Senior Bowl 2020: Javon Kinlaw dominates, hybrid defenders Zack Baun and Josh Uche shine on Day 1

Mobile, Ala. | Javon Kinlaw entered the week as the consensus top prospect in Mobile for the 2020 Senior Bowl, and he certainly looked the part on Tuesday. 

From jarring bull-rushing wins, penetrations into the backfield thanks to a lightning-quick first step, and a devastating inside counter, the South Carolina star was unblockable. 

There was only one instance in one-on-one drills in which he was stymied. That's hard to do as a defensive lineman at the Senior Bowl during a practice session. 

Despite only registering 10 sacks and 15 tackles for loss combined in his last two years for the Gamecocks, turn on any South Carolina game over that span, zero in on the trenches, and you'll notice Kinlaw instantly. 

That same phenomenon occurred on Tuesday. He was impossible to miss. 

At 6-foot-5 and 315-pounds with nearly 35-inch arms, Kinlaw is a hybrid defensive lineman. Play him anywhere. Moving out to the edge, two other hybrids, Wisconsin's Zack Baun and Michigan's Josh Uche, looked perfectly comfortable carrying out the multitude of duties likely in front of them at the NFL level. 

Uche and Baun both consistently won in blitz-pickup drills for running backs then covered well during their unenviable task of trying to stay in front of a back or tight end with no one else involved in the drill. Uche actually had a pass breakup. In one-on-ones against offensive tackles, Uche and Baun threatened the corner with speedy outside rushes and the Wisconsin stat-sheet filler demonstrated an awesome swim in to beat a blocker to the inside.  

In an NFL that's going more positionless each season, the versatile Uche and Baun helped themselves on Tuesday. 

At cornerback, Notre Dame's Troy Pride and Nebraska's Lamar Jackson -- vastly different players -- excelled, as they forced incompletions on multiple passes. Pride is twitchy and very fast down the field, a combination that keeps him close to receivers often. Jackson, at 6-2 with over 32-inch arms, uses every inch of his frame to disrupt passes as they're approached their intended target and has above-average coverage speed.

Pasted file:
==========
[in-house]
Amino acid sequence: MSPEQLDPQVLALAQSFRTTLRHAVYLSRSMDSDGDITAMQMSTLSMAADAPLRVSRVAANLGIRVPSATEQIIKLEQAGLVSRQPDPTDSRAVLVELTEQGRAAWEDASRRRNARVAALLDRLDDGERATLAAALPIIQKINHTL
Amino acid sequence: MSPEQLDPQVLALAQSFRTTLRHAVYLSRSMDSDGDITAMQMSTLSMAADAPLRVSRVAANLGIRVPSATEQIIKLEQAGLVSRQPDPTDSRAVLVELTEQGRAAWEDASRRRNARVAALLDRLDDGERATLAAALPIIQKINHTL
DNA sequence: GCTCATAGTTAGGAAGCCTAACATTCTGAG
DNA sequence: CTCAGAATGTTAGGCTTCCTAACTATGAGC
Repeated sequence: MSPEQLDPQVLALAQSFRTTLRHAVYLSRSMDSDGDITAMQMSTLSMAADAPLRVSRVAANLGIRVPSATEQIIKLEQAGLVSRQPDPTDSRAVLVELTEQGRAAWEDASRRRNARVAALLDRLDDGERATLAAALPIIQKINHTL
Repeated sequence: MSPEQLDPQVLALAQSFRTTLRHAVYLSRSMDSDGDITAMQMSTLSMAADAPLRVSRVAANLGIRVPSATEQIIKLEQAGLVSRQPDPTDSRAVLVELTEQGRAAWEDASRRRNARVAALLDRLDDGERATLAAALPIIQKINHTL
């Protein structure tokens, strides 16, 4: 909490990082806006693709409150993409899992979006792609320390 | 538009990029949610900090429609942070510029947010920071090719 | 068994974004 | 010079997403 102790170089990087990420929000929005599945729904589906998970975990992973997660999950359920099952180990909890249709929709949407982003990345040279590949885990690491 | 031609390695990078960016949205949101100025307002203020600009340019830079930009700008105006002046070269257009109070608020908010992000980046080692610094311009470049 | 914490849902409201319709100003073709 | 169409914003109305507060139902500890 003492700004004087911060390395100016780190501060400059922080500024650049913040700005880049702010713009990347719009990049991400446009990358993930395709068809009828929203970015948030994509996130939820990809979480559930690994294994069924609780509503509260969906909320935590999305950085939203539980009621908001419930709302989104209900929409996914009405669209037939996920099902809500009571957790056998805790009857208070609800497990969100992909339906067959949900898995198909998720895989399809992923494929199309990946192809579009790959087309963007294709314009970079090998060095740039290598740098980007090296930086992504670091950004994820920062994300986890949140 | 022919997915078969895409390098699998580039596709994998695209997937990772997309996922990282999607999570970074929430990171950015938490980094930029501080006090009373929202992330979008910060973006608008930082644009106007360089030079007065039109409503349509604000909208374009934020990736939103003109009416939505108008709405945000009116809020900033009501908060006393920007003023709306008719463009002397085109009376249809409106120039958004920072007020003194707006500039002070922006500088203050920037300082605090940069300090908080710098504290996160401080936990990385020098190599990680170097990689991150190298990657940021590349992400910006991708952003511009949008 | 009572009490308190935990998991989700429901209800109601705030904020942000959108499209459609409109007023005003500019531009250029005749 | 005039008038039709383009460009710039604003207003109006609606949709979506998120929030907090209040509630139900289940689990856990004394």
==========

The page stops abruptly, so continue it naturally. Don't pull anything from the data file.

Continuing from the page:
Pittsburgh's Dane Jackson was also a nuisance. He tallied a handful of pass breakups. 

On offense, after a slow-ish start in which he failed to create separation, USC's big-bodied wideout Michael Pittman won effortlessly at the intermediate level and down the field en route to getting the football thrown his way. 

Baylor's Denzel Mims unsurprisingly made big plays down the field on go routes, something he did often with the Bears over the past three seasons. 

On the front, Houston's offensive tackle Josh Jones performed as advertised, routinely engulfing smaller defenders with his long arms and inherent power to control them at the point of attack. UConn's Matt Peart held his own on the edge after getting beat to the outside early, and South Carolina State behemoth Alex Taylor utilized his ridiculous 36-plus inch arms to widen the arc for edge rushers en route to the quarterback in one-on-one drills. 

Also, LSU center Lloyd Cushenberry's length and anchoring ability led to him being the most consistent interior blocker of the afternoon. 

Without the quarterbacks really ever getting into a rhythm, it was a day for the defensive inside Ladd-Peebles Stadium, and Kinlaw looked every bit like a top-half-of-the-first-round pick. 

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